[News]: New Section for American Museum of Natural History

tonmo

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Opening today in New York's American Museum of Natural History is the $25 million Irma and Paul Milstein Family Hall of Ocean Life -- it includes a diorama of a sperm whale eating a giant squid, and a 65-million year old ammonite fossil. If you're close to New York, go check it out and let us know what you see!

Into the deep: Museum of Natural History submerges visitors in a virtual ocean
 

WhiteKiboko

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interesting timing, a few hours ago i saw something on i think cnn about the various modifications done to the whale (nose job, redone eyes/blowhole, and belly button addition) after seeing that, i might actually consider a trip to gotham as a possibility....

gee that last sentence wasnt vague....
 

cthulhu77

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I hope to catch that on my next trip back to the big city...out here, culture is a thing of the past...all archeological museums...oh well.
Greg
 

Clem

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I always liked the fact that museum-goers had to look hard to see the squid vs. whale action. You'd see people standing in front of the diorama, noses pressed to the glass, muttering "What? Where is it? I can't see anything." Then, after a minute or so, you'd hear the screams.

Now that the Marine Hall is open again, I hope the AMNH will resume one of New York's sweeter traditions: sleep-overs for elementary schools. Kids and their chaperones would unroll sleeping bags on the main floor of the Hall, and sleep beneath the floating whale. Quite a few marine biologists were born that way, I'd imagine.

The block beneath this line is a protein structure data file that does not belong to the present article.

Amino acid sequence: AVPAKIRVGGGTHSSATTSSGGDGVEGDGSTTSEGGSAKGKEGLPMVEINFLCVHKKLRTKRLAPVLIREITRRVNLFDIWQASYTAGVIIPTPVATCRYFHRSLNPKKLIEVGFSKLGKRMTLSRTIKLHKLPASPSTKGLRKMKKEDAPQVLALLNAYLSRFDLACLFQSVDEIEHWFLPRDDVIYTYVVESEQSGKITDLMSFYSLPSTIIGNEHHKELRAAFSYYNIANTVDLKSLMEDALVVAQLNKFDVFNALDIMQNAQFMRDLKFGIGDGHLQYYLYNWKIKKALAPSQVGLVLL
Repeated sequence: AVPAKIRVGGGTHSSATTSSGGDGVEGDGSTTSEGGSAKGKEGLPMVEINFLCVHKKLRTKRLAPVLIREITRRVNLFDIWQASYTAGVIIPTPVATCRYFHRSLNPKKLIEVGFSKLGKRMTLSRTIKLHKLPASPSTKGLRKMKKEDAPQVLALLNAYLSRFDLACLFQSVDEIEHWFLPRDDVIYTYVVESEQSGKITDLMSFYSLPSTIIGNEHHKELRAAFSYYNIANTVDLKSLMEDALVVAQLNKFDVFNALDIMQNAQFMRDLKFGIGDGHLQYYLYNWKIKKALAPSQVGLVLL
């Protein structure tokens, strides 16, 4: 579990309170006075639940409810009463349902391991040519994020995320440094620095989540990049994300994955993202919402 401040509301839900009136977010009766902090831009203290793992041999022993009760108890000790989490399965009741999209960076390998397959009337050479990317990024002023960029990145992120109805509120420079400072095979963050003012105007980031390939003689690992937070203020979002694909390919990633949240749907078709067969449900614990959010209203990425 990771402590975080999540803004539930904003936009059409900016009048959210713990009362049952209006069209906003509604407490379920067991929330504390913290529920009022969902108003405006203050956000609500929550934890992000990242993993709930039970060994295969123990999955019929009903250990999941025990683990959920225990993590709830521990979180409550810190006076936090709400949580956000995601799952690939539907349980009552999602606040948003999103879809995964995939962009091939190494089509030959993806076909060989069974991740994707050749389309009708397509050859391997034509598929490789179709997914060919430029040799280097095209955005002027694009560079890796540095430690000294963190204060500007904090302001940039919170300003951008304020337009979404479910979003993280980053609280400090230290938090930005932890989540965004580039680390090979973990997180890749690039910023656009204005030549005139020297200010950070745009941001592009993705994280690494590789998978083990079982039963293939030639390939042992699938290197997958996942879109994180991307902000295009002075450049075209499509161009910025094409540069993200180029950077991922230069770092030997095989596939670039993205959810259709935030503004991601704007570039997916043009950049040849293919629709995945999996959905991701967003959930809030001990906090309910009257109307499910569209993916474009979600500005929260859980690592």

Come to think of it, that would be a damn fine base camp for TONMOCON...

:roll:

Clem
 

Melissa

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I wish I'd been invited to that sleepover when I was a kid! And I thought From the Mixed Up Files of Mrs. Basil E. Frankweiler was fiction! The adult equivalent for a short time included drinks and music under the whale on Friday evenings.

I'll try to send a report from the new exhibition at the end of this week. This part of the museum was one of my favorite places as a child, only recently eclipsed by the Hall of Evolution. The Hall of Evolution has lovely depictions of many-armed and tentacled creatures.

Melissa
 

stevesfish

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thanks for the heads up. looking forward to checking it out this coming memorial day weekend.
 

Melissa

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Funny you should ask, Tony. I was there yesterday.

The dioramas are unchanged but spruced up, with video screens the size of the dioramas above them. The screens are so large that they are best seen from across the room. The whale is awesome, in the most literal sense of the word.

My favorite new exhibition is a display of models of various sea life, from microscopic creatures to corals and jellies and "filthy vertebrates" with a complement of well-thought out interactive screens. The screens display information relelvant to the model of your choice, and get fairly detailed, from size to related creatures and more about habitat and feeding.

The ceiling is really well done. It's now blue and white, changing as the surface of water would change, and sets a lovely mood. You can rent the room for parties of 1200 or more, so TONMOcon may have to share the space with schoolgroups.

Here are three photos.

Squid v. whale is the spooky diorama of the sperm whale and Architeuthis. Children's shrieks upon figuring it out periodically made me jump all morning. It's much darker and spookier in person.

Octodiorama has some visible octos and the reflection of the new ceiling. The blue light from above is delightful, but makes humans look ghastly.

You get to the hall of marine life through the hall of biodiversity. I haven't spent enough time in that room to understand how it's organized. It feels rather random, as the flamingos surreally fly past the squid and octo.
 

Clem

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Melissa said:
Squid v. whale is the spooky diorama of the sperm whale and Architeuthis. Children's shrieks upon figuring it out periodically made me jump all morning.
Heh heh heh.

Looks like the squid vs. whale diorama has been re-worked. If I remember it correctly, the squid's color was a solid red, and the whale's head bore many fewer scars. (Although this whale is chomping Architeuthis, the scars look more like those left by Mesonychoteuthis, don't they?)

Terrific pictures, Melissa.

:notworth:

Clem
 



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